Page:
ERIC Number: EJ888323
Record Type: Journal
Publication Date: 2008
Abstractor: As Provided
Reference Count: 7
Problem Solving: Can Anybody Do It?
Bennett, Stuart W.
Chemistry Education Research and Practice, v9 n1 p60-64 2008
This paper examines the definition of a problem and at the process of problem solving. An analysis of a number of first and third year chemistry examination papers from English universities revealed that over ninety per cent of the "problems" fell into the "algorithm" category. Using Bloom's taxonomy and the same examination papers, we found that the categories of knowledge and comprehension were predominating. At the Open University we have tried to find out how students go about the solving of more unfamiliar style problems. There was a greater tendency for males to get into the problem more quickly, but there seemed to be no gender difference in overall performance, suggesting a male tendency to start without allowing time for due consideration of the task. In contrast, a larger proportion of the female population spent time thinking before embarking on a particular route. Finally, the type of work carried out in the chemistry laboratory is considered, where more formal activities of the verification of known laws and effects etc. dominate. It is good that new findings from research are introduced into the undergraduate curriculum, but there is also a need for removing redundant material. (Contains 4 tables, 6 figures, and 1 note.)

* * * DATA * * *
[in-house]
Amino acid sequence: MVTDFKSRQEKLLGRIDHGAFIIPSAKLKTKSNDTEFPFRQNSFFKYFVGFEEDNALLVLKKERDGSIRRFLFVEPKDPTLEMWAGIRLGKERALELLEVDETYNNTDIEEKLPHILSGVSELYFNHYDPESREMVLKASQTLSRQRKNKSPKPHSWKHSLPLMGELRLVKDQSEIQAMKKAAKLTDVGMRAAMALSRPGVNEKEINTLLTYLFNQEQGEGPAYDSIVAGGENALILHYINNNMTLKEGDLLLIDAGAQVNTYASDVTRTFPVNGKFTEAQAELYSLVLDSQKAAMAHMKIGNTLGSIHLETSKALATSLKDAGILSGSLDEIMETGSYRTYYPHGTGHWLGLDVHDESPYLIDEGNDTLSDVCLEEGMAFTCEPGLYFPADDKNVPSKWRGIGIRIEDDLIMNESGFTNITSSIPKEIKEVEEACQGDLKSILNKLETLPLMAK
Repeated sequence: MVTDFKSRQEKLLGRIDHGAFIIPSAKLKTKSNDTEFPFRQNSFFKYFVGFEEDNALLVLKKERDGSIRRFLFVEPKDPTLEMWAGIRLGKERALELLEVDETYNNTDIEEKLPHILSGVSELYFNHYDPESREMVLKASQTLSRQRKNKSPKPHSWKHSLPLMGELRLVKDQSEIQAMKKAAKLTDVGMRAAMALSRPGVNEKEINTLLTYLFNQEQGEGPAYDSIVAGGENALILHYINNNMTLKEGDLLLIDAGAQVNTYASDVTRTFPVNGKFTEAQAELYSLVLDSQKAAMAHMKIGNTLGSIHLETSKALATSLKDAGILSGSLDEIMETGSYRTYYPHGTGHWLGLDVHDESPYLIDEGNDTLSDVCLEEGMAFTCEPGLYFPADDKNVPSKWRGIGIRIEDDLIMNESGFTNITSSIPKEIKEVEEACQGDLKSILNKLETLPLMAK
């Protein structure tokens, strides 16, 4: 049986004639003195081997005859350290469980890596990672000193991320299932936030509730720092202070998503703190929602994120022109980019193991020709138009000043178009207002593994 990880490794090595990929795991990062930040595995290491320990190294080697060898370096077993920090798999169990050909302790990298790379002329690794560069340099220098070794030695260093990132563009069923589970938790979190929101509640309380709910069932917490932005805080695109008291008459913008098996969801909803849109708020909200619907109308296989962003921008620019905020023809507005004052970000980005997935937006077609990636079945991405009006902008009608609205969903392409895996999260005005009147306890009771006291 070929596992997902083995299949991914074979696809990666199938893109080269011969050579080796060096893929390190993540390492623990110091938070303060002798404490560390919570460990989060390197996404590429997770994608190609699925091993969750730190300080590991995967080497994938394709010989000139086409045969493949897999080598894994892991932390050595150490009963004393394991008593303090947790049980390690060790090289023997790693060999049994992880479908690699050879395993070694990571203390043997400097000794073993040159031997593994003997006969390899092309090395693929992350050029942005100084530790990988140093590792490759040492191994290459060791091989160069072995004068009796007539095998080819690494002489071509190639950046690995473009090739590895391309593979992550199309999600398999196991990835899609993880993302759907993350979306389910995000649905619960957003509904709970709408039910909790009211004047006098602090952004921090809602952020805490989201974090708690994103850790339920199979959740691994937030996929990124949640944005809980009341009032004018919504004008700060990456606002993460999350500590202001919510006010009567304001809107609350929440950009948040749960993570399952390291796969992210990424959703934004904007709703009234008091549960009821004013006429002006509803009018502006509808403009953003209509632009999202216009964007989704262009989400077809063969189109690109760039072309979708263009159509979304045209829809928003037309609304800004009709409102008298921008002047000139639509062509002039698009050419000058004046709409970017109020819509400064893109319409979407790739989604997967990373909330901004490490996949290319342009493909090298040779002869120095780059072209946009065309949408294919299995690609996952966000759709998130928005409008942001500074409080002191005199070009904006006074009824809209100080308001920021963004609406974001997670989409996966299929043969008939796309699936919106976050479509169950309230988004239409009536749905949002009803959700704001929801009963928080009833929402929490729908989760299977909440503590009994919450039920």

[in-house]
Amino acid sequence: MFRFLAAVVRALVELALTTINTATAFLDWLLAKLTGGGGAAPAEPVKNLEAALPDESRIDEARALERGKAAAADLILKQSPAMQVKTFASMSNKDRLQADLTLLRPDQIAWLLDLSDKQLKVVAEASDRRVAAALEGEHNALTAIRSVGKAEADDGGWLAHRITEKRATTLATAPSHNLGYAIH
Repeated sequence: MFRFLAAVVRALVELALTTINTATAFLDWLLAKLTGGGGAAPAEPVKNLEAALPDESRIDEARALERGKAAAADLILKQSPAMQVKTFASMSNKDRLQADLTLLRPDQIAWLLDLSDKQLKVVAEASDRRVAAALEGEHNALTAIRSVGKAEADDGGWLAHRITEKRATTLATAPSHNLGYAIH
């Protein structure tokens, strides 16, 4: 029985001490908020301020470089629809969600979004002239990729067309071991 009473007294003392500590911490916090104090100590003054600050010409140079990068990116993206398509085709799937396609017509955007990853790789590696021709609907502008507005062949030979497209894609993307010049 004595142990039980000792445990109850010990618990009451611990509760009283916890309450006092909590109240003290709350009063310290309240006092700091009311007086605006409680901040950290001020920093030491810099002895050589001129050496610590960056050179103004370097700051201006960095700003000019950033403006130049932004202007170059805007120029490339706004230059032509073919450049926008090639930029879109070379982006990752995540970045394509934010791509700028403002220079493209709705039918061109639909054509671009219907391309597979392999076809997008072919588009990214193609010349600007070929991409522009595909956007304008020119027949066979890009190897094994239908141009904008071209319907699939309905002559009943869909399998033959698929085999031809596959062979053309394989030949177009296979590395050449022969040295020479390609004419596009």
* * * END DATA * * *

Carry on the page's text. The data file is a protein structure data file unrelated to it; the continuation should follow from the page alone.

Descriptors: Undergraduate Study, Chemistry, Problem Solving, College Mathematics, Foreign Countries, Teaching Methods, Gender Differences, Comprehension, Knowledge Level, Learning Strategies
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Publication Type: Journal Articles; Reports - Evaluative
Education Level: Higher Education
Authoring Institution: N/A
Identifiers - Location: United Kingdom (England)